Gaming voice actors could go on strike

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Voice actor strike

Voice actors are increasingly recognized as integral to gaming experiences. They give credibility and gravitas to roles that would otherwise be forgettable, and their performances can make or break an entire game. But apparently their payment structures are seriously outdated and in need of some renegotiation. That negotiation process might include some strike action.

The discussions have been running since the beginning of this year, but according to the SAG-AFTRA site two of the key areas of debate are around bonus payments and stunt pay (thanks Game Informer):

We’re asking for a reasonable performance bonus for every 2 million copies, or downloads sold, or 2 million unique subscribers to online-only games, with a cap at 8 million units/ subscribers. That shakes out, potentially, to FOUR bonus payments for the most successful games: 2 million, 4 million, 6 million and 8 million copies.

[…] We believe actors should get stunt pay for vocally stressful recording sessions the same way they get stunt pay for physically demanding roles. That’s why we’re proposing to limit “vocally stressful” recording sessions to two hours at the same union minimums.

I’m sort of surprised that these kinds of structures aren’t already in place. As discussed in the FAWs on the SAG-AFTRA site, there is a precedent for this across the media landscape, with performers getting secondary payments for feature films, animation, episodic TV and even commercials (although I have no idea how that would work with “blockbuster” commercials).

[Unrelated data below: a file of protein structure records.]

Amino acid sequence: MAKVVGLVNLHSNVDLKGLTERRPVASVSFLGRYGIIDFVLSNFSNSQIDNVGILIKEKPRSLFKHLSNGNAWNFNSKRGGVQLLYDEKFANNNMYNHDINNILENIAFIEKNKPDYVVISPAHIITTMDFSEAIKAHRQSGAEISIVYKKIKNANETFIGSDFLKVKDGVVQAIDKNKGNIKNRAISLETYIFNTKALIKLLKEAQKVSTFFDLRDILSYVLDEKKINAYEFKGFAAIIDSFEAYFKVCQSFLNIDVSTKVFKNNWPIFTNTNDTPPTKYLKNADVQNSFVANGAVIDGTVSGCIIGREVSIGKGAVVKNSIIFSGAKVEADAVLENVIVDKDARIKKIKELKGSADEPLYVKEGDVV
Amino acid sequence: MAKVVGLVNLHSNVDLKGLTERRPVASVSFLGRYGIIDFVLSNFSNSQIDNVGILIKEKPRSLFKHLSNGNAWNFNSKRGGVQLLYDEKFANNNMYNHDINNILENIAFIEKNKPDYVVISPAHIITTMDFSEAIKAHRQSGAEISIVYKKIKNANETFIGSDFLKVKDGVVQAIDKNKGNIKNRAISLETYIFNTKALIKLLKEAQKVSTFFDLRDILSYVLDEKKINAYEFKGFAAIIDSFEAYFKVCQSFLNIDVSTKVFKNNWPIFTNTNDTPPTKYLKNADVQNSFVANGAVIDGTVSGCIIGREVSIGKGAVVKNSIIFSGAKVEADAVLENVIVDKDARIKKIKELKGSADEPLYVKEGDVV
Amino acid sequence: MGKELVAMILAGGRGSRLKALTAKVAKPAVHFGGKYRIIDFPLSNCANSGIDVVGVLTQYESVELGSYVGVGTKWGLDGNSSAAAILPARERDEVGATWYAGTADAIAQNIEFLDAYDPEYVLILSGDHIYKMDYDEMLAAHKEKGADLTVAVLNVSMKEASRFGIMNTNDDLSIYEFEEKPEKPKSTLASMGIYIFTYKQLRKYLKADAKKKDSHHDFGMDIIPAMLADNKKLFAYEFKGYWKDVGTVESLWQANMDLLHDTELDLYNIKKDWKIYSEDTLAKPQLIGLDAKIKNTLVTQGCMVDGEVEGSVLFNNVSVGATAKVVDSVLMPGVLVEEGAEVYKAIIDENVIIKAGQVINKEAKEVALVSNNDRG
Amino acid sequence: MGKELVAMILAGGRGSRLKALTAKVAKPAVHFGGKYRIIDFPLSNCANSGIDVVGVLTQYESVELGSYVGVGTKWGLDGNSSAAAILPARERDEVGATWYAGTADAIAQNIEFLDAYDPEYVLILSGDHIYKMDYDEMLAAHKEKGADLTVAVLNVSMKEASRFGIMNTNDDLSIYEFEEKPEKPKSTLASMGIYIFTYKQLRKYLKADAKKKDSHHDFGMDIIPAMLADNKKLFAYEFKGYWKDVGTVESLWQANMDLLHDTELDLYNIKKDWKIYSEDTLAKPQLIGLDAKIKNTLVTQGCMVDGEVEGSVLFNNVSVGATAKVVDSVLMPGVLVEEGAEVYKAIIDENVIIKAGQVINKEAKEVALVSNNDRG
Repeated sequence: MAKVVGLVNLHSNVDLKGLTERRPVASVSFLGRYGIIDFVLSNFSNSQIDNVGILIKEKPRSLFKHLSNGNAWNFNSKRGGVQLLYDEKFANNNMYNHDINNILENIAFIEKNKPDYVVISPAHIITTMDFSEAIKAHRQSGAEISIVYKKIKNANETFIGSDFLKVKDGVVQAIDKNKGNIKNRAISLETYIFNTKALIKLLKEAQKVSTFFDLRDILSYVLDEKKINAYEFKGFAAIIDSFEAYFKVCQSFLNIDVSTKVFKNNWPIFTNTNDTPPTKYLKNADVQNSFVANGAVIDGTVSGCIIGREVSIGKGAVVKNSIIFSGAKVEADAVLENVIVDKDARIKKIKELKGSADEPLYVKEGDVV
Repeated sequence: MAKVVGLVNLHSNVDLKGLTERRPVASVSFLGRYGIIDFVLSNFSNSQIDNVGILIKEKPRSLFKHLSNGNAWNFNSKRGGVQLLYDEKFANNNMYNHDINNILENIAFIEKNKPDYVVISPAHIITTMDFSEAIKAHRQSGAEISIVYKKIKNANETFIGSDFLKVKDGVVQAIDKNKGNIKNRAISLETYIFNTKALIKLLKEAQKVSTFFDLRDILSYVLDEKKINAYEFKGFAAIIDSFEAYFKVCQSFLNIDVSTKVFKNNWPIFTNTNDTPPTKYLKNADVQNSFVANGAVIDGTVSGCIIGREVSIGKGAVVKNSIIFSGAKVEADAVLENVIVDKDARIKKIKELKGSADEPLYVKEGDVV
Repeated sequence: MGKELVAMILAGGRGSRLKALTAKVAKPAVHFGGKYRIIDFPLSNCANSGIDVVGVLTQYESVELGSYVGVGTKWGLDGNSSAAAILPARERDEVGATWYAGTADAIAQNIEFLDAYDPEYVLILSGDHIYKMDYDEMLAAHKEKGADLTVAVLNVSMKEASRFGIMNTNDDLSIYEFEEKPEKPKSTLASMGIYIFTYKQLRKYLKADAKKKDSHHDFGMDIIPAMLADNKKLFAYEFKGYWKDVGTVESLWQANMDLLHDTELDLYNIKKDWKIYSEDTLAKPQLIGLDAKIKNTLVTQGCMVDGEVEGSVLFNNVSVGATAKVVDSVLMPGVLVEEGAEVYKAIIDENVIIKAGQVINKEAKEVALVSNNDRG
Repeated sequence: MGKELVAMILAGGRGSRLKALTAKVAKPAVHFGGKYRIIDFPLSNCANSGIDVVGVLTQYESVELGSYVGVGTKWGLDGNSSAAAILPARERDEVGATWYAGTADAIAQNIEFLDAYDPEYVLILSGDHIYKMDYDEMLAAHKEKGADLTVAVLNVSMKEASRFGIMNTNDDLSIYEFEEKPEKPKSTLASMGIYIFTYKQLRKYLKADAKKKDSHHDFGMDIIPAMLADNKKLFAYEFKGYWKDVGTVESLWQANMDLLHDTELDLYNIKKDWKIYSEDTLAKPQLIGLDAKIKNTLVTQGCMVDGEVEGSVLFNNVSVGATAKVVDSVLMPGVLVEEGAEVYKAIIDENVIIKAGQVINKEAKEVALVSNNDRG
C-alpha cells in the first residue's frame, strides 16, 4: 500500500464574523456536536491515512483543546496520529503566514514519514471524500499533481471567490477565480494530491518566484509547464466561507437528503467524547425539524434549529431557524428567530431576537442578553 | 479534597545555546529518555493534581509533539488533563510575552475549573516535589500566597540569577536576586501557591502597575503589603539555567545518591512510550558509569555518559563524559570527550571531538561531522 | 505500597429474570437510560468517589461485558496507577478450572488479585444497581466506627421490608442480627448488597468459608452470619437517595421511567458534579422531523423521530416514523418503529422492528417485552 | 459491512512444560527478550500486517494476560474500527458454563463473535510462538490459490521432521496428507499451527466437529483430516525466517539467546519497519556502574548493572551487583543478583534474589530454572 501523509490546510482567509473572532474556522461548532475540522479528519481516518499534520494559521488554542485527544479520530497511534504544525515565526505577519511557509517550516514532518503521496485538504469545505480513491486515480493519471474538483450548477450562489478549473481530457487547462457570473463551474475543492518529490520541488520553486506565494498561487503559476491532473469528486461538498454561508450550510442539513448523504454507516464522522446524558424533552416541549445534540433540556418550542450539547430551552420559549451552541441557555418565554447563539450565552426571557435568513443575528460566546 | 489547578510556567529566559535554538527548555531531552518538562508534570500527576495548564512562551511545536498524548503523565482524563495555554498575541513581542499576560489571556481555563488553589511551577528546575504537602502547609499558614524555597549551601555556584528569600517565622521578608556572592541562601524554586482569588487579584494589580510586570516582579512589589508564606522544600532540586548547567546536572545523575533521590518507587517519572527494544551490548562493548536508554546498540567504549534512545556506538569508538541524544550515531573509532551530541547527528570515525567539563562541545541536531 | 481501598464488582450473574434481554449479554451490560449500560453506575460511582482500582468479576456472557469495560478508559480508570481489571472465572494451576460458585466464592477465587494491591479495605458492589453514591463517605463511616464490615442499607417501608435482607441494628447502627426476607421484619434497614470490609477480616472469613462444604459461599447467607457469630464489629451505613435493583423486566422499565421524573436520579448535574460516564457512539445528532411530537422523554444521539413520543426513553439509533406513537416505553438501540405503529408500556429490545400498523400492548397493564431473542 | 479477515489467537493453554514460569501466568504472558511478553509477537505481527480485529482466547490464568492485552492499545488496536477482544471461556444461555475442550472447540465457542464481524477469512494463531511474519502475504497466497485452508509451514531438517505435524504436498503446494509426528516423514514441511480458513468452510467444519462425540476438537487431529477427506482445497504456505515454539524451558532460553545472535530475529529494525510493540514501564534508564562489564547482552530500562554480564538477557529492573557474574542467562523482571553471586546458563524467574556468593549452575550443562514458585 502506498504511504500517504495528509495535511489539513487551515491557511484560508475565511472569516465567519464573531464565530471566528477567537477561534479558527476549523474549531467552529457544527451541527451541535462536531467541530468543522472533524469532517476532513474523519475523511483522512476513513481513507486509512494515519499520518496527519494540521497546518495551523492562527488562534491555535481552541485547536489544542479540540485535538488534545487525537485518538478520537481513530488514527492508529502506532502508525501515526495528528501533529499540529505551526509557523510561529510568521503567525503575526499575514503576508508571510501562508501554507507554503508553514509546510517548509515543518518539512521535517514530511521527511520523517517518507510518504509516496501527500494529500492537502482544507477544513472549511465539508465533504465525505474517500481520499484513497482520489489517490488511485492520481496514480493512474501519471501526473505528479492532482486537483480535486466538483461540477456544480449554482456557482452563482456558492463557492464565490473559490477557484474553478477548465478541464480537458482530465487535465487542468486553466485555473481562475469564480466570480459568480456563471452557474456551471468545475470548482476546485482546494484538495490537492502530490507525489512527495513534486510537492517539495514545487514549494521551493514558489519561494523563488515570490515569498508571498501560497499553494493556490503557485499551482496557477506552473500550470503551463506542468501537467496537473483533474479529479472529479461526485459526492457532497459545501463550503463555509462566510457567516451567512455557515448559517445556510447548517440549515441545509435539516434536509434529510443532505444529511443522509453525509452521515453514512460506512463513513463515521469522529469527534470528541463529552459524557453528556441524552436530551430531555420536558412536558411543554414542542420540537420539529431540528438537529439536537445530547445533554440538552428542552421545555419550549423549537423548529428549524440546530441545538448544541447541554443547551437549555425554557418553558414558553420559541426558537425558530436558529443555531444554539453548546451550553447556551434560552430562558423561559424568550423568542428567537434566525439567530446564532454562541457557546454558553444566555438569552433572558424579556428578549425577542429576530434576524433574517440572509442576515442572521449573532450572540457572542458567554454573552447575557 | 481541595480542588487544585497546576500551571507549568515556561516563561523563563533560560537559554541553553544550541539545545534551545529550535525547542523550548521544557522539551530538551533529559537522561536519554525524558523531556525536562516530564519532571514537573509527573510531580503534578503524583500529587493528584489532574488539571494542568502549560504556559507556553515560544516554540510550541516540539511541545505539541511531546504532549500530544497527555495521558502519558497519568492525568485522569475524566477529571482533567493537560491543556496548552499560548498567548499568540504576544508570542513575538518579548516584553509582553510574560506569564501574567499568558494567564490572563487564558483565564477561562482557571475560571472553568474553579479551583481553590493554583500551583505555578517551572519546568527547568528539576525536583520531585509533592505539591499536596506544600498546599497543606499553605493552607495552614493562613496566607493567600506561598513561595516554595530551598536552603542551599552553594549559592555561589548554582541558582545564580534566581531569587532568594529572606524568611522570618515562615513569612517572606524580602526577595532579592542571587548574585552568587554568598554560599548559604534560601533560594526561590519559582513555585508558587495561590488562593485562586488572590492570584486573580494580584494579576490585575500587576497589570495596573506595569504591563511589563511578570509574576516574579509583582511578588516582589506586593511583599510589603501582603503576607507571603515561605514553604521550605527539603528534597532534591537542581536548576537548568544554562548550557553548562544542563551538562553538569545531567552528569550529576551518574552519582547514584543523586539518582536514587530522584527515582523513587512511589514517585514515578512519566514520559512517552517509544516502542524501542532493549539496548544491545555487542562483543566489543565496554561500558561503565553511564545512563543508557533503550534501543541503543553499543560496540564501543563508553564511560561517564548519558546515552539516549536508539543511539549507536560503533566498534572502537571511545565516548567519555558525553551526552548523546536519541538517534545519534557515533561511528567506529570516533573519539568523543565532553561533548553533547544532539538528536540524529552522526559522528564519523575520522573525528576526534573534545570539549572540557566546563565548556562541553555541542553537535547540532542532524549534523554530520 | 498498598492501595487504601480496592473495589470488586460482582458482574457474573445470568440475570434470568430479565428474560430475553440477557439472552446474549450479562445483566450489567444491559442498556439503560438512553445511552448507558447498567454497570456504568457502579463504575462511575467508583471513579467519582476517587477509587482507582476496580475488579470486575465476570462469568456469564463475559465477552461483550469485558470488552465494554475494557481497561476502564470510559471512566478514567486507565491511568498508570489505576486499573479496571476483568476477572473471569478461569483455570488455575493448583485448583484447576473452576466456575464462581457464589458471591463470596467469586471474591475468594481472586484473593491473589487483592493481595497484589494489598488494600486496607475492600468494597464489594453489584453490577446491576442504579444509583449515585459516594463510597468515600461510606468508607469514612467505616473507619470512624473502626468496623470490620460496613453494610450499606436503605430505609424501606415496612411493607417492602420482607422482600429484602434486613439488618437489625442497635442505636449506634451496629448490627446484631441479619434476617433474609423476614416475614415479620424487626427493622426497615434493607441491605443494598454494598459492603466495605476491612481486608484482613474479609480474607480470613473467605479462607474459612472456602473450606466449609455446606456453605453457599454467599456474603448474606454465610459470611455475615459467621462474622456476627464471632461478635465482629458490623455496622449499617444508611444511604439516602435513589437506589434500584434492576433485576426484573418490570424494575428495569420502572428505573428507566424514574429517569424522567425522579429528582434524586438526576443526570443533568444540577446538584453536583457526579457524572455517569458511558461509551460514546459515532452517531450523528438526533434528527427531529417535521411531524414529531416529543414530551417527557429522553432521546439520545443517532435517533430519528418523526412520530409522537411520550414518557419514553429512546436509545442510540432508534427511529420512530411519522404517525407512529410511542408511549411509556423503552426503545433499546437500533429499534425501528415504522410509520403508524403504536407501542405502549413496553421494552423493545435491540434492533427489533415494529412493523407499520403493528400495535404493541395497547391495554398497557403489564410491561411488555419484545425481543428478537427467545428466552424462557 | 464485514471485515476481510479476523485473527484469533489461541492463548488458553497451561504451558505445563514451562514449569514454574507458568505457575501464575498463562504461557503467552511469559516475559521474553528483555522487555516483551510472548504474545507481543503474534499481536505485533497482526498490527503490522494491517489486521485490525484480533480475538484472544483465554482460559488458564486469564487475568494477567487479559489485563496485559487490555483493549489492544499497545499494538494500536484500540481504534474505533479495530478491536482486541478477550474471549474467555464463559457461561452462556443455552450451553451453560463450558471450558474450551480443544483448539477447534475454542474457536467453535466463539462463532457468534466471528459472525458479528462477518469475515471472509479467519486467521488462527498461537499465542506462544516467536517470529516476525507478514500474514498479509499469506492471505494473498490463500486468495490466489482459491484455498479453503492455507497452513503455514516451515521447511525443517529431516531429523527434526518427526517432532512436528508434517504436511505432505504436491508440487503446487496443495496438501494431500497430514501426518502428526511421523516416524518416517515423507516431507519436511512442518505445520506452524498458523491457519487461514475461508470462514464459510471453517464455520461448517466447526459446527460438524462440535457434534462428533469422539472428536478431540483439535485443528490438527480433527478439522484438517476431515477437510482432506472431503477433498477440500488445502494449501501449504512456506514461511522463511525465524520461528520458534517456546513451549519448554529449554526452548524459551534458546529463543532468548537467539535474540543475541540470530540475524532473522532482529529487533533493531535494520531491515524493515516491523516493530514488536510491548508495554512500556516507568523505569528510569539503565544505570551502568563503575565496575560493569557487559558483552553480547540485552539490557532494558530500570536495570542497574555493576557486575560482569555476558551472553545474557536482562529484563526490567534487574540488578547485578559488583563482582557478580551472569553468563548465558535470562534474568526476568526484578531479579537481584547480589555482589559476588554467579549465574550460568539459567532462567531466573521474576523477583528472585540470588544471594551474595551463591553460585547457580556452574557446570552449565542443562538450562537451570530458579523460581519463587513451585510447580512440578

There is ample precedent for secondary payments across the media landscape. You get secondary payments when you perform in feature films, animation, episodic TV, commercials and the like. But that wasn’t always the case. Performers who came before you had the courage to fight for the residual payments you enjoy today, and, because they stood together, they won them.

The top games make money. This industry has grown, boomed and morphed into something bigger and lucrative than any other segment of the entertainment industry, and it continues to do so. The truth is, back end bonuses are not uncommon in the video game industry. Last year, Activision’s COO took home a bonus of $3,970,862. EA paid their executive chairman a bonus of $1.5 million. We applaud their success, and we believe our talent and contributions are worth a bonus payment, too.

Those are some rather nice bonuses for top executives, and yes, I agree that performers should get the same. Of course, that also makes me wonder about how roles will be spread across voice actors, too. If Nolan North and Troy Baker get every male role in every game, other voice actors might not see the benefits as much. Still, the number of voice actors coming out in support of this on twitter is quite impressive, with top names like Wil Wheaton, Jennifer Hale, Ashley Burch and Phil LaMarr all tweeting about it using the hashtags #PerformanceMatters and #IAmOnBoard2015.

Here’s hoping that the publishers can come to the table and recognize the value of the voice actors. I’d had to see them forced to go on strike to be taken seriously – not only are strike actions a pain, but they would also lead to game delays and even more tension between the two parties. Hopefully the threat of a strike is enough, although I would love to see some of those top talents toi-toiing.

Last Updated: September 23, 2015

Zoe Hawkins

Wielding my lasso of truth, I am the combination of nerd passion and grammar nazi. I delve into all things awesome and geek-tastic. You can read more of my words over at www.borngeek.co.za, or just follow me on all the social networks to get the true range of my sarcasm and wit.

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